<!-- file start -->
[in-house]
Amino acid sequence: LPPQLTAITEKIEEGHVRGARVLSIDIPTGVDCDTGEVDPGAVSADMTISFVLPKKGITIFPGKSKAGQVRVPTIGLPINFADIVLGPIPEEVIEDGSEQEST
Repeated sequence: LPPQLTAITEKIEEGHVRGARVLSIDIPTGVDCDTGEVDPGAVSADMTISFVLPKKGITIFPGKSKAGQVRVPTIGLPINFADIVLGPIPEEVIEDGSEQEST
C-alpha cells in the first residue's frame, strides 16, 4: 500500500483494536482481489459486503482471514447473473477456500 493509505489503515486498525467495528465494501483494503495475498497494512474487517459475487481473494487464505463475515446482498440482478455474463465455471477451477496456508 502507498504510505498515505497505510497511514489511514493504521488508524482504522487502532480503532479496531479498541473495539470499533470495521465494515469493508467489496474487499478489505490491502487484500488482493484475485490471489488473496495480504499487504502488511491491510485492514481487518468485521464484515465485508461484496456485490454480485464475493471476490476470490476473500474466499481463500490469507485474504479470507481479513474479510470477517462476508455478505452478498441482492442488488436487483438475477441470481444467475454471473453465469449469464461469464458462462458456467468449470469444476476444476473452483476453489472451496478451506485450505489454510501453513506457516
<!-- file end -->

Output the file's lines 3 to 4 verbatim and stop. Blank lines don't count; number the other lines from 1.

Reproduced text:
Repeated sequence: LPPQLTAITEKIEEGHVRGARVLSIDIPTGVDCDTGEVDPGAVSADMTISFVLPKKGITIFPGKSKAGQVRVPTIGLPINFADIVLGPIPEEVIEDGSEQEST
C-alpha cells in the first residue's frame, strides 16, 4: 500500500483494536482481489459486503482471514447473473477456500 493509505489503515486498525467495528465494501483494503495475498497494512474487517459475487481473494487464505463475515446482498440482478455474463465455471477451477496456508 502507498504510505498515505497505510497511514489511514493504521488508524482504522487502532480503532479496531479498541473495539470499533470495521465494515469493508467489496474487499478489505490491502487484500488482493484475485490471489488473496495480504499487504502488511491491510485492514481487518468485521464484515465485508461484496456485490454480485464475493471476490476470490476473500474466499481463500490469507485474504479470507481479513474479510470477517462476508455478505452478498441482492442488488436487483438475477441470481444467475454471473453465469449469464461469464458462462458456467468449470469444476476444476473452483476453489472451496478451506485450505489454510501453513506457516